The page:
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IPC Medical Code

The IPC Medical Code will come into force in 2013 and aims to further improve the safety of athletes participating in the Paralympic Movement.

Developed to ensure that all sport is practiced in a safe manner, the Code make the health of an athlete its leading priority by minimizing and controlling the risks of physical injury and psychological harm.

It also develops measures to protect athletes who suffer injury in their dealings with healthcare professionals.

This is the first initiative of the IPC Medical Committee, formed in November 2009.

The epidemiology of injuries and illnesses at the London 2012 Paralympic Games

Under the IPC Medical Code, the IPC is dedicated to improving the safety of Paralympic sport, and pursues multiple courses of actions to mitigate injury and illness risks. Among these initiatives, the IPC Medical Committee conducted an epidemiological study to monitor injury and illness in athletes competing at the London 2012 Paralympic Games.

All but 4 nations participated in the project by reporting athlete injury and illness on a daily basis in a web-based surveillance system. The period of data collection was 14 days, from 27 August through 9 September 2012 (11 days of the competition period and 3 days of the pre-competition period). The outcomes have recently been published in scientific journals (see references below).

Data have been captured from 3565 athletes from 160 delegations. The main findings can be summarized as follows:

- the incidence rate for injury (injury per 1000 athlete-days) was 12.7. The incidence rate for illness was 13.2. Rates are similar across gender. These rates are slightly higher compared to findings in able-bodied elite sportsmen participating in multisport settings.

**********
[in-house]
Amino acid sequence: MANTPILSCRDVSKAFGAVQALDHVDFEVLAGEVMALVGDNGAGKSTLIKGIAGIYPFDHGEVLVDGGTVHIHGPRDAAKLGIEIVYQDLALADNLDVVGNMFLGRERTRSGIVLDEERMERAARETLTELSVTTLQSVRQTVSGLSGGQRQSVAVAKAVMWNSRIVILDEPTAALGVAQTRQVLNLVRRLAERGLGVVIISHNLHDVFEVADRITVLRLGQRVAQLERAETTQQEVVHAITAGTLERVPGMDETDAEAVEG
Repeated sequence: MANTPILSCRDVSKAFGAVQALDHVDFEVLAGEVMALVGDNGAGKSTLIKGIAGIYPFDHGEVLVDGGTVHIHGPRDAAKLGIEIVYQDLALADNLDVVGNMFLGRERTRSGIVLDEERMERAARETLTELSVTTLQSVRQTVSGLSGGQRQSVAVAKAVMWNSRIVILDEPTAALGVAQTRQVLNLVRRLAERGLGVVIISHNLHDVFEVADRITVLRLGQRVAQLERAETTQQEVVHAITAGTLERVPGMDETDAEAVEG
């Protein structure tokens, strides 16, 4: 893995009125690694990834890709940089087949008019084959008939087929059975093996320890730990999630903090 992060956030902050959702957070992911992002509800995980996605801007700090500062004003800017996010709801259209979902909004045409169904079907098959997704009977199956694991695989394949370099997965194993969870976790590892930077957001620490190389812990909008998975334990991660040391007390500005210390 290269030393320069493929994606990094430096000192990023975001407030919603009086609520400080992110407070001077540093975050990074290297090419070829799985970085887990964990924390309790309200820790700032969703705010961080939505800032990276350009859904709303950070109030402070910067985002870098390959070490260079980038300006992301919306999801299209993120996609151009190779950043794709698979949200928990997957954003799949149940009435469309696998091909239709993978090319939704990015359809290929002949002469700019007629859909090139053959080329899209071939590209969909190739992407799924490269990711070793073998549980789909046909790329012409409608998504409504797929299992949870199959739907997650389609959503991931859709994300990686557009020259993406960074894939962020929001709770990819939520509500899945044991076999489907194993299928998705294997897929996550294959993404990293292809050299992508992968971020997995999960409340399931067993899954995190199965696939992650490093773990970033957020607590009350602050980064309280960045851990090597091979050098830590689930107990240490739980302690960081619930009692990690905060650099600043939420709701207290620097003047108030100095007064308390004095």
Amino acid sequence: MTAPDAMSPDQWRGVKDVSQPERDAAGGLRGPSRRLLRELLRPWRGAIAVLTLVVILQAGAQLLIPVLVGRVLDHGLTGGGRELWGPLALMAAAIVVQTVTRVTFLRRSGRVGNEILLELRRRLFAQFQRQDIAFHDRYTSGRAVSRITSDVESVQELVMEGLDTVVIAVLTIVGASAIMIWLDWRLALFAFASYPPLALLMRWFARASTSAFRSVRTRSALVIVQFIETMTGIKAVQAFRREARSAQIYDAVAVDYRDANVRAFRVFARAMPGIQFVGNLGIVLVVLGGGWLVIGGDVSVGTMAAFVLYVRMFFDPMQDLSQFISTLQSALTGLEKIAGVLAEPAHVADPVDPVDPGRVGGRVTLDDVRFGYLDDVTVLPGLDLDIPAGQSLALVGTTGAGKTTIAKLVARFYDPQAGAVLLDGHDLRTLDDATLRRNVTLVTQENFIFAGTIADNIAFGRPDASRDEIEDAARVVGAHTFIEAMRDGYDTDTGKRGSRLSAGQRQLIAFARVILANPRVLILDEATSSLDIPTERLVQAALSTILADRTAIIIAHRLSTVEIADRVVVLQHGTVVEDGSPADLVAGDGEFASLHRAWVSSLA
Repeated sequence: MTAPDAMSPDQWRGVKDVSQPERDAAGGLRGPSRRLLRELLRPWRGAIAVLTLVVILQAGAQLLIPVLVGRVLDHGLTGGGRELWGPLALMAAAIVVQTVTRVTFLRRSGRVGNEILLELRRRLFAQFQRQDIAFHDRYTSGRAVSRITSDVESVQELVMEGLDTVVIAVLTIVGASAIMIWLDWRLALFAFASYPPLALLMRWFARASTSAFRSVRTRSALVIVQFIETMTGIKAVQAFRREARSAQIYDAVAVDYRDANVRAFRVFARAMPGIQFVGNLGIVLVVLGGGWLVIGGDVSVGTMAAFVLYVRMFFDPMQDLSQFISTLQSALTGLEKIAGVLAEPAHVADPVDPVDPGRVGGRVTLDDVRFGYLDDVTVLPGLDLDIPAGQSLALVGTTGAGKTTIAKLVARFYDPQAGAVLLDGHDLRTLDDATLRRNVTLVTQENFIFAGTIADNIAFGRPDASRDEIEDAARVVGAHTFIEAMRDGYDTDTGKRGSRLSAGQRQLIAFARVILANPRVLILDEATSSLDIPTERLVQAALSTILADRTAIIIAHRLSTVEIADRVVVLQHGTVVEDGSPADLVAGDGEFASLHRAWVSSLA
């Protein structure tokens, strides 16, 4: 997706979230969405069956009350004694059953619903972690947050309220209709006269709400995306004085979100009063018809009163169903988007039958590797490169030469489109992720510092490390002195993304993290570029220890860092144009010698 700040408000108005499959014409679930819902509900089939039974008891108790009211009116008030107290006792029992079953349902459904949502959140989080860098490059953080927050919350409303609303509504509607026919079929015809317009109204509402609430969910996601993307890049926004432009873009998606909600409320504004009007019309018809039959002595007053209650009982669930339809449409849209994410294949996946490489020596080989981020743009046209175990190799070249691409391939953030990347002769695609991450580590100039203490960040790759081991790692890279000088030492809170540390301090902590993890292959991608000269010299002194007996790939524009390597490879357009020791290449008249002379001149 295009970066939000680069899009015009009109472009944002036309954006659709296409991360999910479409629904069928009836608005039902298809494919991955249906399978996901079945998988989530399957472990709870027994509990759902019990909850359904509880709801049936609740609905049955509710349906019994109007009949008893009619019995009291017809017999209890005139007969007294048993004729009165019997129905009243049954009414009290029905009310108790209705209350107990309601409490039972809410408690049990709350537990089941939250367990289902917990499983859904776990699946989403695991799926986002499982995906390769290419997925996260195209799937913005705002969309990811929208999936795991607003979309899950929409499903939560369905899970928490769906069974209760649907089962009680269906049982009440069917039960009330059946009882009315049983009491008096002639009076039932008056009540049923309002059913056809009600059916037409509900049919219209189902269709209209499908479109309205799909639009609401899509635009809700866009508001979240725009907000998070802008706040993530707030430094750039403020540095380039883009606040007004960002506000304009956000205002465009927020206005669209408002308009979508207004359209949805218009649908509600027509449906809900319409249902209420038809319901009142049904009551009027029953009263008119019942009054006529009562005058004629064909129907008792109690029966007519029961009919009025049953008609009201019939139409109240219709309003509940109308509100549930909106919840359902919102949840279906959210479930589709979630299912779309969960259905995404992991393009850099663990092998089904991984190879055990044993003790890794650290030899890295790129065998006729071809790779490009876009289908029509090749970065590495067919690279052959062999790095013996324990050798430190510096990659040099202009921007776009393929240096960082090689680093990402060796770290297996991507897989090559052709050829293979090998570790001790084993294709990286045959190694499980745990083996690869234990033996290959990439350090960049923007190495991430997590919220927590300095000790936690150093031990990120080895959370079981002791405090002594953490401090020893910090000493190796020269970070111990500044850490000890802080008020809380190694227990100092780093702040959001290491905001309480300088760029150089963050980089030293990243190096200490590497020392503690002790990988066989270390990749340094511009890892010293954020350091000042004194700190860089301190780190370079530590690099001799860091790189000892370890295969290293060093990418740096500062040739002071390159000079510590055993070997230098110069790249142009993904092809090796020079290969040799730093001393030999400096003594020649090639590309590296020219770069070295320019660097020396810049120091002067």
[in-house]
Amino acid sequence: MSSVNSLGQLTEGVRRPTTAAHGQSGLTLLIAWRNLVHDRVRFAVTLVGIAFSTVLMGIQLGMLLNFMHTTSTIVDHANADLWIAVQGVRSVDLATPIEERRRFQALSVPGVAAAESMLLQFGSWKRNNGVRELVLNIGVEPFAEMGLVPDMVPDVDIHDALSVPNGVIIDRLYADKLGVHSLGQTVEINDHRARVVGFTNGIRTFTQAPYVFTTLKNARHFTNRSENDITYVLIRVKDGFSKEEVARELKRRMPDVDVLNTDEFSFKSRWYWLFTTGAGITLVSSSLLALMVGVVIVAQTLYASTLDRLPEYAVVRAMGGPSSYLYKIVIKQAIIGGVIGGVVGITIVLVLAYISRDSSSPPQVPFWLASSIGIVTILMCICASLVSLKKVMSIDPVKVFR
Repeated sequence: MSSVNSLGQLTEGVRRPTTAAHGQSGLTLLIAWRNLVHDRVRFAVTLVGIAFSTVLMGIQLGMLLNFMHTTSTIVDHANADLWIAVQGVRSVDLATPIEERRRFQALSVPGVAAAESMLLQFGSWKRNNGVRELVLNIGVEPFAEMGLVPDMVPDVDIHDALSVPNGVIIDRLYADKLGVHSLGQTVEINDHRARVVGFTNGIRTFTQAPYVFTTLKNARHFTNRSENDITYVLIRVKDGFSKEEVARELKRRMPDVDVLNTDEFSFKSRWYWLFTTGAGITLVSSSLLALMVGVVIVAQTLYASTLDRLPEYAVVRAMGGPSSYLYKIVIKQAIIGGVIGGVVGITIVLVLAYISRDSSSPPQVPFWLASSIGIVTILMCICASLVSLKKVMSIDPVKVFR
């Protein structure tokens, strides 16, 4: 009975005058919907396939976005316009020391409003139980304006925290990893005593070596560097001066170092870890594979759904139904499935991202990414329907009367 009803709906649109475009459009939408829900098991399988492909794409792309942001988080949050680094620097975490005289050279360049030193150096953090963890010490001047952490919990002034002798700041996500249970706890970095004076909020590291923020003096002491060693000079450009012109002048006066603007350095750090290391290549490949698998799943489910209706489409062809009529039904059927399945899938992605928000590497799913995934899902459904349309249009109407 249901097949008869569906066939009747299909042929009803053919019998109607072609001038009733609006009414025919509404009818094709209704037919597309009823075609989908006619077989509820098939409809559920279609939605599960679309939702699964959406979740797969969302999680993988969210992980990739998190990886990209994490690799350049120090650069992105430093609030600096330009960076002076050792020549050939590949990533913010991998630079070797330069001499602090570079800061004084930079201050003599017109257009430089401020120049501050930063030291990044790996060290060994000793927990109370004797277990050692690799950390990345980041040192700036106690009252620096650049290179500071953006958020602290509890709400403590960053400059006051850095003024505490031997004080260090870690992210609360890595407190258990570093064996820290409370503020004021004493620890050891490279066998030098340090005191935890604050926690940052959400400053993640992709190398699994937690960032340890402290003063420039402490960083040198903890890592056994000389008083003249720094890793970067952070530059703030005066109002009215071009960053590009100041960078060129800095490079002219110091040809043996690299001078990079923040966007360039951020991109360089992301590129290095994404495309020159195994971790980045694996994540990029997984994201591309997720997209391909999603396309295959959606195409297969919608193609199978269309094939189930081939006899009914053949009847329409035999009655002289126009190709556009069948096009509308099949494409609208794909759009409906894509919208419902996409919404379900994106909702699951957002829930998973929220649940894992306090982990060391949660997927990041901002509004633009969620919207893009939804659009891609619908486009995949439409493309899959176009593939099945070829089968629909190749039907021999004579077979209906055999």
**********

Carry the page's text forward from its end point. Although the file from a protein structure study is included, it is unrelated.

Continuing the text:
- illnesses are at least as prevalent as injuries during Paralympic Games.

- most injuries are acute injuries at the Games, and mostly related to upper limb regions (shoulder, elbow, wrist and hand).

- the sports with the highest incidence rates are football 5-a-side, powerlifting, goalball, wheelchair fencing and wheelchair rugby. Safest sports are shooting, rowing and sailing.

- most illnesses are reported for athletes competing in equestrian, powerlifting, and athletics. Least vulnerable to illness are the athletes in football 7-a-side, shooting and football 5-a-side.

- mainly illnesses of respiratory, skin, digestive, nervous and genitourinary systems are reported.

It is the first time such large scale epidemiological study took place on (elite) athletes with an impairment. These data have direct clinical relevance. e.g., a team physician travelling to a 10-day event with 100 Paralympic athletes can anticipate seeing about 12–13 injuries, about half of which will be new onsets, acute injuries. If the team composition includes athletes participating in the higher risk sports listed above, it is likely that the team will incur more than 12–13 injuries. The team physician should be ready to diagnose and treat a high percentage of upper limb injuries, and anticipate a range of illnesses to deal with.

The IPC will replicate this project in the Sochi 2014 Paralympic Winter Games and beyond, while currently analysing data more in detail by sport and/or impairment type.

Original Publications (available from the IPC upon request):